Another Reason Warren Buffett Is a Dividend-Stock Investor

Warren Buffett doesn’t like paying dividends. He loves collecting them, though.dividend stocks
Buffett has said Berkshire Hathaway (NYSE: BRK.b) has no plans to pay a dividend. Berkshire’s stock portfolio, in contrast, is dominated by dividend payers. The dividend-paying stocks have dominated Berkshire’s portfolio for decades.
You love dividends, I love dividends, Buffett loves dividends. I don’t believe any of us pursue unrequited love. So, whenever I find a reason to cement our emotions to logic, I pass it along.
I’ve found another reason. It’s one many dividend-stock investors overlook. (Buffett is unlikely one of them.)
I have access to data unavailable to most individual investors. It’s one advantage of being a CFA (Chartered Financial Analyst) charter holder.
I’ll concede that much of the data is of little use to individual investors. Enough is useful, though. It’s useful for no other reason than it girdles what we believe. It girdles our resolve to adhere to a proven strategy. In our case, the strategy is dividend-stock investing.
The November/December 2016 issue of the Financial Analysts Journal featured such a girdling article. “What Difference Do Dividends Make?” was the article. The article was written by C. Mitchell Conover, CFA, CIPM, Gerald R. Jensen, CFA, and Marc W. Simpson, CFA.
I’ll cut to the chase. Dividends make a significant difference. The good news is that the difference is all for the positive.
Conover et al. evaluated dividend-paying stocks through the years. They identified two major findings.
One is that high-dividend-paying stocks are the least risky. The authors found that an average yield of 4.3% or higher offered the least risk. They’re also found that these stocks generate higher returns. These stocks returned 1.5% more annually than non-dividend payers.
What’s more, dividend-paying stocks significantly reduce portfolio risk. The risk is reduced independent of investment style.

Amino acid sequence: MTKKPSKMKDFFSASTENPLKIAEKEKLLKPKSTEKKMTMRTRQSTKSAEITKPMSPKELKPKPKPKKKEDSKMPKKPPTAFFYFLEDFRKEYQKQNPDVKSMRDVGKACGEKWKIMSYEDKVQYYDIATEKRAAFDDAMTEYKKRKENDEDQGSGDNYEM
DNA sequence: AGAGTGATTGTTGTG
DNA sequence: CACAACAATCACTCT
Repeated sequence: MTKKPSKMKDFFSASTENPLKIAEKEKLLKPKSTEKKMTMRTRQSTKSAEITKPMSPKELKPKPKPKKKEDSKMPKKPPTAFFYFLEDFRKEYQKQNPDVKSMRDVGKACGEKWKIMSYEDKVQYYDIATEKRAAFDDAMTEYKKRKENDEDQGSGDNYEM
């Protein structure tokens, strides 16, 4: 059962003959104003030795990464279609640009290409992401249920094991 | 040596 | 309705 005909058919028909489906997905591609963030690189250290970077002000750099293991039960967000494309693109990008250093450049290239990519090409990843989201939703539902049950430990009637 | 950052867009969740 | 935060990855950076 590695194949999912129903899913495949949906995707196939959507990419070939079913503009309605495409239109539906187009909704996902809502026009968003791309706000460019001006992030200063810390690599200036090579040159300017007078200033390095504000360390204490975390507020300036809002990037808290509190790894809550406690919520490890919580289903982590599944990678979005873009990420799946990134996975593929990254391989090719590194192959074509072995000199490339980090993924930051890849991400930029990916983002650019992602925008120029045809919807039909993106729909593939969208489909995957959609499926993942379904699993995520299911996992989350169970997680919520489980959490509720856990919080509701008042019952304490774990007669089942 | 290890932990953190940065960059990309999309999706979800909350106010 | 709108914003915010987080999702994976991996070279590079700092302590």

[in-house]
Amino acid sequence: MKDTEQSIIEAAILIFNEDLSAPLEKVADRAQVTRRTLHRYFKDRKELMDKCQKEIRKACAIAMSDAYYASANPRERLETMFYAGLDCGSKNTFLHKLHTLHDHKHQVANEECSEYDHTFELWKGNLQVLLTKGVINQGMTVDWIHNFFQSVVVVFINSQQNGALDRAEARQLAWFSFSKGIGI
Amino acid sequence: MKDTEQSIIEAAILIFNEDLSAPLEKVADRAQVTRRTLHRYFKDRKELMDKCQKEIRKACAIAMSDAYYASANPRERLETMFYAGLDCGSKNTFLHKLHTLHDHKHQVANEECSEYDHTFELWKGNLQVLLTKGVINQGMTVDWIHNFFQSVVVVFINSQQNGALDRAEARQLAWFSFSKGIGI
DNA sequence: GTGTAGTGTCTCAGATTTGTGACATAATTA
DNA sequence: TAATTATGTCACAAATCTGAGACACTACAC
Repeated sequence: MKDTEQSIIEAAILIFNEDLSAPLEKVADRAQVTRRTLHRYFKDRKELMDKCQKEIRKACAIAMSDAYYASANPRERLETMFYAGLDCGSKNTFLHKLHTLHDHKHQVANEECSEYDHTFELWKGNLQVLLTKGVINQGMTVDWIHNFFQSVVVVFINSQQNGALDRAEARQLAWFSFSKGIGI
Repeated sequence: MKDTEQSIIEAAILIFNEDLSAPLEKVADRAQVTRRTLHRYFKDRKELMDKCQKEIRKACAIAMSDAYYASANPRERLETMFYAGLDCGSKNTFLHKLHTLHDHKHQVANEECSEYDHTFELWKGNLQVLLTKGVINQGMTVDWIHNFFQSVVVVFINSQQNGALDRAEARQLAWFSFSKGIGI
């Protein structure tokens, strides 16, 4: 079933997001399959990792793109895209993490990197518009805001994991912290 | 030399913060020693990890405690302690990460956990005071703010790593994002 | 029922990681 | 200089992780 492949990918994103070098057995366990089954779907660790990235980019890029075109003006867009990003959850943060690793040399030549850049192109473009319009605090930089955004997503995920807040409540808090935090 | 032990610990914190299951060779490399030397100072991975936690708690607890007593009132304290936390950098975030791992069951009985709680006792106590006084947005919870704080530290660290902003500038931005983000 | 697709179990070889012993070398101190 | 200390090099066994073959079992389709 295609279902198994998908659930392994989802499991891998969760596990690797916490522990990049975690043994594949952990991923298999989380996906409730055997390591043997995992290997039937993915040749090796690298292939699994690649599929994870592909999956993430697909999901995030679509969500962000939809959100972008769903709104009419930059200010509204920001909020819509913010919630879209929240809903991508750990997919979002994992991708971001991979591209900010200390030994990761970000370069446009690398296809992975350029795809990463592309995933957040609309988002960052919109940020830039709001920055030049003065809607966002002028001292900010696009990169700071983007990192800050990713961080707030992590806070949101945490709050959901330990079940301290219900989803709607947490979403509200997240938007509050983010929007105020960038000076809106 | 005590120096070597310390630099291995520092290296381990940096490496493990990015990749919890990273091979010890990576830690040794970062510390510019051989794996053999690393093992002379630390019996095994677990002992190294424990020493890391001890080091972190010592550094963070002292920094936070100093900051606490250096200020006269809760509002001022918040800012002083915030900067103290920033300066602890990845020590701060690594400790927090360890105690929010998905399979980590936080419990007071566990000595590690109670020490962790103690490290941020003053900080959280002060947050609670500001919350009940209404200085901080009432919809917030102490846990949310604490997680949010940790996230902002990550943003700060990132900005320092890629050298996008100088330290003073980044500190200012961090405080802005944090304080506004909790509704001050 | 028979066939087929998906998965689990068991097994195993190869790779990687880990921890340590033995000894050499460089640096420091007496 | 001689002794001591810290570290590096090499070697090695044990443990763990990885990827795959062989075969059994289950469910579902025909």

The other major finding centered on style. Dividends also benefit investors who own growth and small-cap stocks. These are the stocks of companies thought to benefit most from reinvesting earnings.
But what about high-growth, non-dividend-paying stocks? Companies like (NASDAQ: AMZN), Facebook (NASDAQ: FB), and Alphabet (NASDAQ: GOOGL) must be the exception? Surely, these companies should reinvest all earnings.
Conover et al.’s research suggests otherwise. They found that dividend-paying stocks in the category still produce higher returns over time.
Conover et al. also found that growth investors targeting average-size or below-average-size companies benefit. Investors could have quadrupled returns by investing in dividend-paying alternatives.
I’ve always assumed what Conover et al. presented was true. I base my assumption on research by the founding father of value investing. Benjamin Graham, and his co-author David Dodd, presented the first convincing argument for dividends. The argument features in their classic text Security Analysis written in 1934.
Graham and Dodd argued that investors should prefer a sure dividend to the risk of allowing the company to reinvest it. They present good reasons. Dividends generate reliable returns, buffer capital losses, and reduce portfolio volatility. Dividends also lower the risk of overpaying.
I’m well-versed in arguments that support dividend-stock investing. I’m sure Buffett is equally, if not better, versed.
That said, I’m always invigorated when I encounter research and data that support my bias.  “What Difference Do Dividends Make?” further supports my bias for, and our belief in, dividend-paying stocks.

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